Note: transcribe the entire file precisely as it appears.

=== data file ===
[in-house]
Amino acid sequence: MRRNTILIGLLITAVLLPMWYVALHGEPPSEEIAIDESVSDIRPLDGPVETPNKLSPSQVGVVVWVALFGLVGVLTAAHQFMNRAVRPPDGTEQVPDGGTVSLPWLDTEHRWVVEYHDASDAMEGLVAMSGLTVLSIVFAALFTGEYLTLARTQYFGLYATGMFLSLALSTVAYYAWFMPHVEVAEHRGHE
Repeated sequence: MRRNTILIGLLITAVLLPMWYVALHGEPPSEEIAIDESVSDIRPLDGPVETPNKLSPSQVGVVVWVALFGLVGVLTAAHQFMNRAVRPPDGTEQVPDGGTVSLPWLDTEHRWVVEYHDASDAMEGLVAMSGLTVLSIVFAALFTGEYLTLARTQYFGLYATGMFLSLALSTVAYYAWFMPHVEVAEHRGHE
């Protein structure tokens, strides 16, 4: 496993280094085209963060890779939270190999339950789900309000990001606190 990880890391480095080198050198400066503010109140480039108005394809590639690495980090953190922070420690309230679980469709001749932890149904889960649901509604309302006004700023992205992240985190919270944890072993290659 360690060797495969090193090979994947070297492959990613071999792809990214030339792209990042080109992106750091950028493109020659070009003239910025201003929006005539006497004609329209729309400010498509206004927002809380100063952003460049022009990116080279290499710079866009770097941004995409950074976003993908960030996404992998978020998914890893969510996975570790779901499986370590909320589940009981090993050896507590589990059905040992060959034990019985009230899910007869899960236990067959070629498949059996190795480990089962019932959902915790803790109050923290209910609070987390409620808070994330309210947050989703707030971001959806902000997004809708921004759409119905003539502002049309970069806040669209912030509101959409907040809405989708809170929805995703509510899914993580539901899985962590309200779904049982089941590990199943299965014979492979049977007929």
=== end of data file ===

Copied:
[in-house]
Amino acid sequence: MRRNTILIGLLITAVLLPMWYVALHGEPPSEEIAIDESVSDIRPLDGPVETPNKLSPSQVGVVVWVALFGLVGVLTAAHQFMNRAVRPPDGTEQVPDGGTVSLPWLDTEHRWVVEYHDASDAMEGLVAMSGLTVLSIVFAALFTGEYLTLARTQYFGLYATGMFLSLALSTVAYYAWFMPHVEVAEHRGHE
Repeated sequence: MRRNTILIGLLITAVLLPMWYVALHGEPPSEEIAIDESVSDIRPLDGPVETPNKLSPSQVGVVVWVALFGLVGVLTAAHQFMNRAVRPPDGTEQVPDGGTVSLPWLDTEHRWVVEYHDASDAMEGLVAMSGLTVLSIVFAALFTGEYLTLARTQYFGLYATGMFLSLALSTVAYYAWFMPHVEVAEHRGHE
């Protein structure tokens, strides 16, 4: 496993280094085209963060890779939270190999339950789900309000990001606190 990880890391480095080198050198400066503010109140480039108005394809590639690495980090953190922070420690309230679980469709001749932890149904889960649901509604309302006004700023992205992240985190919270944890072993290659 360690060797495969090193090979994947070297492959990613071999792809990214030339792209990042080109992106750091950028493109020659070009003239910025201003929006005539006497004609329209729309400010498509206004927002809380100063952003460049022009990116080279290499710079866009770097941004995409950074976003993908960030996404992998978020998914890893969510996975570790779901499986370590909320589940009981090993050896507590589990059905040992060959034990019985009230899910007869899960236990067959070629498949059996190795480990089962019932959902915790803790109050923290209910609070987390409620808070994330309210947050989703707030971001959806902000997004809708921004759409119905003539502002049309970069806040669209912030509101959409907040809405989708809170929805995703509510899914993580539901899985962590309200779904049982089941590990199943299965014979492979049977007929």